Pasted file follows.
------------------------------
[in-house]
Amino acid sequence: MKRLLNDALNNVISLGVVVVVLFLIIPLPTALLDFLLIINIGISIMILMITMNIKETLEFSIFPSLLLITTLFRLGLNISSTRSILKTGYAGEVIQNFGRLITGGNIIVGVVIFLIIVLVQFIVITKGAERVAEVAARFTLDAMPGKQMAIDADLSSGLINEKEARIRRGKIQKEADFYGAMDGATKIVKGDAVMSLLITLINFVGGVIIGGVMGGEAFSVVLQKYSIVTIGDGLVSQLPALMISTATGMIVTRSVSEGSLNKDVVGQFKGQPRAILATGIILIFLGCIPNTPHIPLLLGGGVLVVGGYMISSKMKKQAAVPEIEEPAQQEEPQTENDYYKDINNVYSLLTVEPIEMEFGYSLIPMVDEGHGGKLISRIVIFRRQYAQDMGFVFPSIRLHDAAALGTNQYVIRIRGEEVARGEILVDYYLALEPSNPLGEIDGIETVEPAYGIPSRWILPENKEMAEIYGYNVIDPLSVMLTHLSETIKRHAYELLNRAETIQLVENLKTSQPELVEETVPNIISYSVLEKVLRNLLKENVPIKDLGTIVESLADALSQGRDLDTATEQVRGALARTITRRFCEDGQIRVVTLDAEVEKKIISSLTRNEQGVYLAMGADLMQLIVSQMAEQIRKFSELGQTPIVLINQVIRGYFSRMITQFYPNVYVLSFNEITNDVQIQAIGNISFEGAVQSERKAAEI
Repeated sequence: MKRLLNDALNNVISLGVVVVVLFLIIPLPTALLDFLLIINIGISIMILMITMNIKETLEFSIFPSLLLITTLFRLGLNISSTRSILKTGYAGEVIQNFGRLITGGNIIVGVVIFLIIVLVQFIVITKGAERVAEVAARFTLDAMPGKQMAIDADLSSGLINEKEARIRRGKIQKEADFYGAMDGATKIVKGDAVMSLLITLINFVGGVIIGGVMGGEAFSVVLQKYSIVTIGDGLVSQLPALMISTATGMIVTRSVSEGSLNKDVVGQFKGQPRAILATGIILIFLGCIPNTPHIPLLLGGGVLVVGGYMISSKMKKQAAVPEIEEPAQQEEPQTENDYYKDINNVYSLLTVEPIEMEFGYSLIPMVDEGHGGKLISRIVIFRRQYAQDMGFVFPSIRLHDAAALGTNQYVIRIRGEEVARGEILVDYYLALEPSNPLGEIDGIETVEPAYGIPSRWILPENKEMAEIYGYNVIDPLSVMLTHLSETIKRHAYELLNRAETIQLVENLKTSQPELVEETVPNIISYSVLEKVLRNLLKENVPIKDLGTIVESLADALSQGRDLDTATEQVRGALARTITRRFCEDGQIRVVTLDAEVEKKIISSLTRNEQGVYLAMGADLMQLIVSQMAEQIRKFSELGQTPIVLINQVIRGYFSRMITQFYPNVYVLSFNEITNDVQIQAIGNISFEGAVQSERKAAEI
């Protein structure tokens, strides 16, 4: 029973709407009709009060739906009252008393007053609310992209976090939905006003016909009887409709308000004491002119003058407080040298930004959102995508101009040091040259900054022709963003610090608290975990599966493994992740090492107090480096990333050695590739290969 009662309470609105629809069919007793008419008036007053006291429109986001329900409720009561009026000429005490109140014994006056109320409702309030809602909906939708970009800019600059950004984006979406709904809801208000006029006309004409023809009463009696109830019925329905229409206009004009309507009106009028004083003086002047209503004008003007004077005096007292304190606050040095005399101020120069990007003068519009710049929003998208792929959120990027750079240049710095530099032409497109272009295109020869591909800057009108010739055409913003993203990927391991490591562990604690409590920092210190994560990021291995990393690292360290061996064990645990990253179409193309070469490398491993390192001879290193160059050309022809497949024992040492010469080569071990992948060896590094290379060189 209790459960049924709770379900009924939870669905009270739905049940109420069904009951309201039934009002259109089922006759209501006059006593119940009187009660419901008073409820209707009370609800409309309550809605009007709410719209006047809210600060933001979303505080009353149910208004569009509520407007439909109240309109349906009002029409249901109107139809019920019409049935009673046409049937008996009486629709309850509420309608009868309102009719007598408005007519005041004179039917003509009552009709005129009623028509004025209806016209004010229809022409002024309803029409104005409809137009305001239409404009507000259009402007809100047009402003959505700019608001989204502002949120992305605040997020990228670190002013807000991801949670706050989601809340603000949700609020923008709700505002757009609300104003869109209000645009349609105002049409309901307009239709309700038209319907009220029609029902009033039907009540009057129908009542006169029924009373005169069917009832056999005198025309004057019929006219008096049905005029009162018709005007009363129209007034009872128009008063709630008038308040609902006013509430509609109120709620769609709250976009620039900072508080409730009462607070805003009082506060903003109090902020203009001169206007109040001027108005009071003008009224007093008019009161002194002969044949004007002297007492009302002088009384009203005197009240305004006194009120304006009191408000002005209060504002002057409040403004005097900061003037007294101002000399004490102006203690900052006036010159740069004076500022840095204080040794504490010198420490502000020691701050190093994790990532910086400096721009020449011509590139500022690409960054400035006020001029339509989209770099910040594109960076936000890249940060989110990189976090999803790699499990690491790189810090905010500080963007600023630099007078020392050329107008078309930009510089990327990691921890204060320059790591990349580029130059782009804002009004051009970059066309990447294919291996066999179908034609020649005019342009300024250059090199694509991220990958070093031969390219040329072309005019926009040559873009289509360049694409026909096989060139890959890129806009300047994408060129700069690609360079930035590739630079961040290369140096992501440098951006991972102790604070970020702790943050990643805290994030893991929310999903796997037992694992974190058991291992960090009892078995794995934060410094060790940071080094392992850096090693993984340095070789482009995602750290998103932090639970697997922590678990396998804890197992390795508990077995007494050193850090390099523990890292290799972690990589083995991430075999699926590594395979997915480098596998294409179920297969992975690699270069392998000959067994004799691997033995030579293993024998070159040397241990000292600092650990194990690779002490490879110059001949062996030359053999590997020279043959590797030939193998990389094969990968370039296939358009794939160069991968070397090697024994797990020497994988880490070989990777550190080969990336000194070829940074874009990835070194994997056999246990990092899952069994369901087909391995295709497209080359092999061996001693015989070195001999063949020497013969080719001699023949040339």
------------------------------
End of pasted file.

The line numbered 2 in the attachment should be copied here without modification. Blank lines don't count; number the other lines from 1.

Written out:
Amino acid sequence: MKRLLNDALNNVISLGVVVVVLFLIIPLPTALLDFLLIINIGISIMILMITMNIKETLEFSIFPSLLLITTLFRLGLNISSTRSILKTGYAGEVIQNFGRLITGGNIIVGVVIFLIIVLVQFIVITKGAERVAEVAARFTLDAMPGKQMAIDADLSSGLINEKEARIRRGKIQKEADFYGAMDGATKIVKGDAVMSLLITLINFVGGVIIGGVMGGEAFSVVLQKYSIVTIGDGLVSQLPALMISTATGMIVTRSVSEGSLNKDVVGQFKGQPRAILATGIILIFLGCIPNTPHIPLLLGGGVLVVGGYMISSKMKKQAAVPEIEEPAQQEEPQTENDYYKDINNVYSLLTVEPIEMEFGYSLIPMVDEGHGGKLISRIVIFRRQYAQDMGFVFPSIRLHDAAALGTNQYVIRIRGEEVARGEILVDYYLALEPSNPLGEIDGIETVEPAYGIPSRWILPENKEMAEIYGYNVIDPLSVMLTHLSETIKRHAYELLNRAETIQLVENLKTSQPELVEETVPNIISYSVLEKVLRNLLKENVPIKDLGTIVESLADALSQGRDLDTATEQVRGALARTITRRFCEDGQIRVVTLDAEVEKKIISSLTRNEQGVYLAMGADLMQLIVSQMAEQIRKFSELGQTPIVLINQVIRGYFSRMITQFYPNVYVLSFNEITNDVQIQAIGNISFEGAVQSERKAAEI